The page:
We can see hoarding — being out of control with accumulated stuff — as the reverse image of being rich in what matters.
Chaos, lack of usable living space, sky-high storage costs, rodent infestations, shame and social isolation are some of the ways that compulsive hoarders suffer. The families and friends of compulsive hoarders suffer too, from stress, anger and depression. It’s a problem that needs our compassion, and some skills and tips for addressing it.
I’ve used my M.S. in counseling psychology to write a 2 part series on compulsive hoarding. Part I was about understanding hoarding and today’s post (2 of 2) offers ways to help the hoarder. Update on March 17: Mike V. has pointed out that many of these tips can apply to helping anyone with anything.
1. Find a relatively unstressed time to talk with the compulsive hoarder about the problem. The beginning of a move is not a good time, because moving is stressful for everyone, and much more so for a hoarder. The person won’t hear your words. Three months before a move would be better, or any time when the person has free attention, rather than being tense or distracted.
2. Make factual observations to the hoarder, not judgmental ones. Factual observations describe what you have seen or witnessed. “This mail says the electricity’s about to be shut off.” “I noticed that you tripped and almost fell twice today over the stacks of books in the hallway.” “The rent on that storage unit has totaled $3,450 over the last four years.”
3. Make “I” statements, not “you” statements in discussing the hoarding. Sentences that start with “you” will get a poor response, because they come across as criticism and blame. “You’ve got a problem”; “You’re living in a filthy, dangerous situation”; “You need help” will trigger defensiveness, and make future conversations about hoarding unlikely.
Try statements like these, instead: “I feel worried that the rotting garbage will attract insects and rodents.” “I’m concerned for your safety because those mountains of objects could fall on top of you.”
3. Focus first on the safety problems the hoarding is causing. Cleaning up mice feces would be one example, or clearing pathways to crucial rooms, and to the fire extinguisher. Addressing the house’s poor appearance in general is not a good place to start (unless that is what the hoarder initiates).
4. Consider getting the hoarder into a different environment for awhile. A landlord who had had several tenants who were hoarders reported to me that this helped. Even a week-long vacation helped the hoarders realize that their lives proceeded fine without access to their mountains of accumulated objects.
5. Invite the hoarder to come out of his/her living space for outings. of isolation. Invite the person for an outing, whether a walk, a movie, a social gathering, a cup of coffee.
6. Suggest the hoarder see a therapist with experience in hoarding. I don’t suggest standard run-of-the-mill counseling for compulsive hoarding.
To clarify, the reflective listening of standard counseling does often help a person feel better, because everyone needs to be heard, validated and accepted.
But feeling better is not the same thing as a tangibly improved situation, and a tangibly improved situation is what’s needed with compulsive hoarding. Find a therapist who specializes in obsessive-compulsive disorder (OCD), or a cognitive-behavioral therapist. Ask the potential therapist if he/she has experience in hoarding. Some therapists who do will go into a person’s home to help the compulsive hoarder deal with their possessions. This can be a very time-consuming process.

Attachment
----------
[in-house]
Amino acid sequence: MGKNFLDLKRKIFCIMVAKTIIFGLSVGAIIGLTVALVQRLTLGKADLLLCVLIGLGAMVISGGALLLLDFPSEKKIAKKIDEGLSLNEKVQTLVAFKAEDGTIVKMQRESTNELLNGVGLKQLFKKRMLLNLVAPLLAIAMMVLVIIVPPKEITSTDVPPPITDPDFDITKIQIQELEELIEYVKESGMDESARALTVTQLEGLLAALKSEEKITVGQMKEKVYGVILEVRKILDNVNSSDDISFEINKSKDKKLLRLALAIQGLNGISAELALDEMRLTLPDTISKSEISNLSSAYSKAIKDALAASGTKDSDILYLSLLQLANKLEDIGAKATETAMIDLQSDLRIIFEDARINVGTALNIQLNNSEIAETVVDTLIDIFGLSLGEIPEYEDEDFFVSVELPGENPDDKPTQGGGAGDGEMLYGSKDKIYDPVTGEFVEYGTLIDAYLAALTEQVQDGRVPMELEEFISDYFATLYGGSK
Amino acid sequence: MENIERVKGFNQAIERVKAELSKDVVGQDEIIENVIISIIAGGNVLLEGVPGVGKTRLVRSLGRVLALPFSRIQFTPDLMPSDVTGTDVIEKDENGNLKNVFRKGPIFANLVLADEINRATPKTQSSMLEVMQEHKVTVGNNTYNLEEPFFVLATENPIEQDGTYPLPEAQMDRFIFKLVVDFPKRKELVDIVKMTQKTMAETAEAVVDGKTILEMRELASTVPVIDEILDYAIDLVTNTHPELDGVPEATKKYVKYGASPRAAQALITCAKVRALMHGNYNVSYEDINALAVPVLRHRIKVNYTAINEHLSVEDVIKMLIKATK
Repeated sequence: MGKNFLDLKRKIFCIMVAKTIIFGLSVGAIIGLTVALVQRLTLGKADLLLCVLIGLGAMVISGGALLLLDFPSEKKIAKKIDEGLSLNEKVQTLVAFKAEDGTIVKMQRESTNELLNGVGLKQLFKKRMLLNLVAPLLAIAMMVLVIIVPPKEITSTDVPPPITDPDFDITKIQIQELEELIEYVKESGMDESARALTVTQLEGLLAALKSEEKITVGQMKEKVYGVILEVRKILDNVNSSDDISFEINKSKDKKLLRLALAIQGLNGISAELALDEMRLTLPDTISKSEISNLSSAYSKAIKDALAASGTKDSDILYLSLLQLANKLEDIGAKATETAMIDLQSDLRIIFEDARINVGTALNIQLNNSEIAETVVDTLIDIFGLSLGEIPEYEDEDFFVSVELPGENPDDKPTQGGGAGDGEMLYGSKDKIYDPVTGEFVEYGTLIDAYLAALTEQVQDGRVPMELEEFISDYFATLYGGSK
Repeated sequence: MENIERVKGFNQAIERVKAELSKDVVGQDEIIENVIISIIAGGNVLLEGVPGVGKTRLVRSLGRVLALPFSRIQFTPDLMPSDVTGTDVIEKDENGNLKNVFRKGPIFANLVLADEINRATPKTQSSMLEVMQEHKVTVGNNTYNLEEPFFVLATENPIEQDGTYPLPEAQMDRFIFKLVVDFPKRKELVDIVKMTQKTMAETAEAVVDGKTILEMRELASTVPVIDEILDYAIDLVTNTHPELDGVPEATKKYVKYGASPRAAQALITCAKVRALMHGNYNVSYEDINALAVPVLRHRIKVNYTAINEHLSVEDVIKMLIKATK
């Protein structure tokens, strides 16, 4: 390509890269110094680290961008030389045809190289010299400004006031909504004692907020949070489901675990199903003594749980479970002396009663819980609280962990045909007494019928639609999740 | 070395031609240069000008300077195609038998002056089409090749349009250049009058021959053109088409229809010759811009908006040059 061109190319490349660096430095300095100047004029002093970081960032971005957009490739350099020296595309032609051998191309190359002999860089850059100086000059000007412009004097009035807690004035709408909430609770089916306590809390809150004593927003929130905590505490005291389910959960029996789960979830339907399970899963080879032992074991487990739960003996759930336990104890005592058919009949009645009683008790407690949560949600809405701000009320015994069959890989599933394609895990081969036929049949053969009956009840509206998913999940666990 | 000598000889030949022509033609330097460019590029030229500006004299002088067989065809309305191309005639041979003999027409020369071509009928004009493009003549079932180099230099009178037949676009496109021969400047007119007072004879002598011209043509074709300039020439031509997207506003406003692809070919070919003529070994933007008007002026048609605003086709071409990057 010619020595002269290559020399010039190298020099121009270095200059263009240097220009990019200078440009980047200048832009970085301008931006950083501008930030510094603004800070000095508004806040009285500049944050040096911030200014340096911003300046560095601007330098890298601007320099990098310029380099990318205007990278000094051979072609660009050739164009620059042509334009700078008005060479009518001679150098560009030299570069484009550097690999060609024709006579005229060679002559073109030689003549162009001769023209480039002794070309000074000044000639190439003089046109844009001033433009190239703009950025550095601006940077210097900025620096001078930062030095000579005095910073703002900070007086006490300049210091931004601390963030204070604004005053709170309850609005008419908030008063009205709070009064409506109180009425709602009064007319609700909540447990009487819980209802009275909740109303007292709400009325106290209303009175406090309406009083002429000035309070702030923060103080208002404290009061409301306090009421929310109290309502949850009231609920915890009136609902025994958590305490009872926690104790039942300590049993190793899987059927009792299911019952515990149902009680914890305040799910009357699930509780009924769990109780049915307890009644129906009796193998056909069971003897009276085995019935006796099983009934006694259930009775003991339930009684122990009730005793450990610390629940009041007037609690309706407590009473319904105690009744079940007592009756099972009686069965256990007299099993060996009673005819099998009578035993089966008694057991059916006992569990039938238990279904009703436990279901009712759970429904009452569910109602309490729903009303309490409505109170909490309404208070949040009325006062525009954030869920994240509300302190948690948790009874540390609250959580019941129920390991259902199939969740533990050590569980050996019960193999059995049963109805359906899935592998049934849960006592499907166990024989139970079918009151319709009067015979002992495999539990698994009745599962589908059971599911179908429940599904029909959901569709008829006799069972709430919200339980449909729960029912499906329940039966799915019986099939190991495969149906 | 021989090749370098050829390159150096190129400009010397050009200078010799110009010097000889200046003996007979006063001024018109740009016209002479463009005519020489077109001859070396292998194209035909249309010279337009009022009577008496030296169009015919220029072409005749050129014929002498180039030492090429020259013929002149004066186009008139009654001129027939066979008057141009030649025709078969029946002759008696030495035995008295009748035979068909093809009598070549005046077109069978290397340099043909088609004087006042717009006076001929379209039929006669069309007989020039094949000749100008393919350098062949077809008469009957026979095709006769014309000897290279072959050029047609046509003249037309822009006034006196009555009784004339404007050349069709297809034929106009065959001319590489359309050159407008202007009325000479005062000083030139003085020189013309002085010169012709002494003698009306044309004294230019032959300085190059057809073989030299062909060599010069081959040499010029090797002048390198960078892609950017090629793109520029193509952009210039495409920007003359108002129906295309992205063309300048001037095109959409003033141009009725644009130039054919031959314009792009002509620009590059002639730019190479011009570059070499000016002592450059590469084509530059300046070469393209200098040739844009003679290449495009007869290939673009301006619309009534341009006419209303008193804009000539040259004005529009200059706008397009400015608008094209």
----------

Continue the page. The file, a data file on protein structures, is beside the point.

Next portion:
7. The only organization system that will succeed is one the hoarder helped to create. The temptation will be strong, especially for a concerned family member, to set up a system for the hoarder. “Look here, leftovers get labeled with this sharpie and they get thrown out after five days. You’ll stop buying any more costume jewelry, and you’ll recycle the ding-dang newspapers every week into this yellow container, and . . . “. The hoarder might nod along to get you out of the house, but he/she will sooner or later revert to the earlier compulsive habits.
8. Get support for yourself in dealing with the situation. Research shows that families and friends of compulsive hoarders experience stress, anger and depression. It’s very hard to be around compulsive hoarding, especially when your own quality of life is affected by it. Talk about your feelings and frustrations with trusted friends or a counselor. If you are going to be the executor of the estate of someone who hoards, you’re in a particularly challenging situation. Find out how other people have coped with similar situations. You’re not alone.
9. Accept that the hoarder may refuse to change or get help. That is not a fun fact to read, or for me to write. But it’s true of problematic behaviors in general. In a free country like the U.S., it is only when people are at concrete risk of harming self or others that it’s legal to actively intervene in their lives. Even then, the kinds of low-grade, chronic risk that hoarding tends to create don’t necessarily trigger the “harm to self “ threshold of legal intervention. But if you think the person who hoards is in danger, talk with Adult Protective Services of your county or state.
10. Focus on the whole person, not just his/her hoarding. What can you appreciate about the person? Remember that many other things are also true about him/her besides the fact of hoarding. For example, he/she may have a vibrant connection to the past, and be keeping family memories alive, or have deep expertise in certain areas. Find at least one positive way to connect consistently (away from his/her living quarters if possible), and don’t define the person merely by his/her hoarding.
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